With Harry, I think the equation was different. It was a love/hate kind of a thing, where I believe Snape refused to acknowledge his own feelings. He kept Harry firmly, intentionally at a distance always. With Harry, I think Snape would like to be in command, mainly because I feel that it may have made him think that he could protect Harry better, and I think he would have too. He would not have kept this many secrets from Harry like Dumbledore did IMO.

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I respect your view, but that presupposes that Snape wished to protect Harry. Imo, he was doing it against his will the whole time. He loathed Harry and couldn't care less if the child was killed. He only protected him because he'd promised to do so and that promise only meant anything at all to him because he wished to square his head over what he'd done to Lily
I think Snape wished to protect Harry. And I also don't think he was doing it against his will. We don't see anything to that effect at all IMO. He protected Harry because he promised to do so, I agree, but I don't think he equated that with Lily. He wanted Voldemort's death for Lily's death. I think that was what would square it for him. Harry was her child and he agreed to protect him.


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  #46  
Old January 16th, 2008, 6:57 am
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Re: Snape and Dumbledore: Joint Character Analysis

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Originally Posted by The_Green_Woods View Post
I also agree that Snape may have killed Dumbledore for his own sake, Dumbledore's I mean, but that also need not mean affection. That could be because he realized that Dumbledore wanted to die quickly and not be played with by Bellatrix.
It's still a huge thing to do for someone.

Quote:
Snape is first angry that Dumbledore thinks Draco's soul is worth saving while his is not. He sounded very hurt IMO.
I agree, yet another thing that makes me think Snape felt affection for Dumbledore, and did not expect to be disregarded in this way.

Quote:
I think Snape wished to protect Harry. And I also don't think he was doing it against his will. We don't see anything to that effect at all IMO.
I would take out the opinion language. If anyone thinks we do see Snape being coerced by Dumbledore into protecting Harry, I would ask them to tell me where.

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He protected Harry because he promised to do so, I agree, but I don't think he equated that with Lily.
He promised to help Dumbledore protect Harry so that Lily's sacrifice would not have been in vain. And the only time he expresses an opinion (PS/SS) Dumbledore feels Snape has been 'working hard' at this task.


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  #47  
Old January 16th, 2008, 7:19 am
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Re: Snape and Dumbledore: Joint Character Analysis

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Originally Posted by zgirnius View Post
It's still a huge thing to do for someone.
I agree; but that's Snape! Is that convincing?

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I agree, yet another thing that makes me think Snape felt affection for Dumbledore, and did not expect to be disregarded in this way.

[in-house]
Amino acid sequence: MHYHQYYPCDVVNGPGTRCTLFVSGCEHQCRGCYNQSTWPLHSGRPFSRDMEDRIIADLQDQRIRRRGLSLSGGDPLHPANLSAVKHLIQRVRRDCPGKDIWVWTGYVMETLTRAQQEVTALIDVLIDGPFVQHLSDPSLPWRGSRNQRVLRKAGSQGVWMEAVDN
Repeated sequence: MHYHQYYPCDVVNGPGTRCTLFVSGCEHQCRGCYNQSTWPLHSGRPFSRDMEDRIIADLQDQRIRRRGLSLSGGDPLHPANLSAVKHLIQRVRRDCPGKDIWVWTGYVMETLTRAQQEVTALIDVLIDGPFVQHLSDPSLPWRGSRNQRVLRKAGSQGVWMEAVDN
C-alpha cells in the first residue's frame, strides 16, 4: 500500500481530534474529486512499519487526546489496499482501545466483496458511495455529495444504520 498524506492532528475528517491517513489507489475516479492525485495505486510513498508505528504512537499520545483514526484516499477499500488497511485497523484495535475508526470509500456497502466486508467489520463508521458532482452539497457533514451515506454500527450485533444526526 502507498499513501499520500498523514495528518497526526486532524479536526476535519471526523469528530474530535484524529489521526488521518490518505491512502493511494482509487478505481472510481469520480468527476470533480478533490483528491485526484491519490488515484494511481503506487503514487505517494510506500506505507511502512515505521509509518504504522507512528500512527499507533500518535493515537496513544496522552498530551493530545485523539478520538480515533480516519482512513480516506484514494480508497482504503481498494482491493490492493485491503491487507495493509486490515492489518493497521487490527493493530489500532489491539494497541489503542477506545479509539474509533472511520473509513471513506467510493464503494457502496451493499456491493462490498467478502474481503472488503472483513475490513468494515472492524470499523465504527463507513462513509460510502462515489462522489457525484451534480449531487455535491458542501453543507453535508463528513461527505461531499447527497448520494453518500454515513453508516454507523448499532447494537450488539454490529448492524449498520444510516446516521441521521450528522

Hmm. I think I'll have to think on this one. I hate giving anything to Dumbledore when it concerns Snape. lol.

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I would take out the opinion language. If anyone thinks we do see Snape being coerced by Dumbledore into protecting Harry, I would ask them to tell me where.


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  #48  
Old January 16th, 2008, 7:38 am
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Re: Snape and Dumbledore: Joint Character Analysis

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Originally Posted by zgirnius View Post

I would take out the opinion language. If anyone thinks we do see Snape being coerced by Dumbledore into protecting Harry, I would ask them to tell me where.
Well in answer to your question, I would say the first example is in Dumbledore's office when the request was made. Snape declared that Harry didn't need any protection because Voldemort was dead. Then he reluctantly agreed to do it, illiciting a promise from Dumbledore in return.

After that, Snape kept his promise, but I believe that the way Snape treated Harry in general and even at times when he was supposed to be protecting him, evidences his distaste for the job.

Example: Snape suspects Harry went to Hogsmeade. In an effort to protect him, he begins a tirade during which he belittles Harry and his father, setting Harry's back up completely and Harry feels only anger. Lesson not learned. Lupin steps in and takes over - lesson learned.

Example 2: Snape is called upon to protect Harry specifically against Voldemort by teaching him occulmency - Snape, the adult in the sitution, allows his emotions to once again rule him and fails at enabling this particular protection.

Example 3: Snape is fleeing Hogwarts after killing Dumbledore, the DEs attack Harry and Snape calls them off. Then he proceeds to knock Harry about, taunt him and belittle his father, loses control and viciously whips Harry (protection over). Buckbeak had to come in and rescue Harry from Snape himself.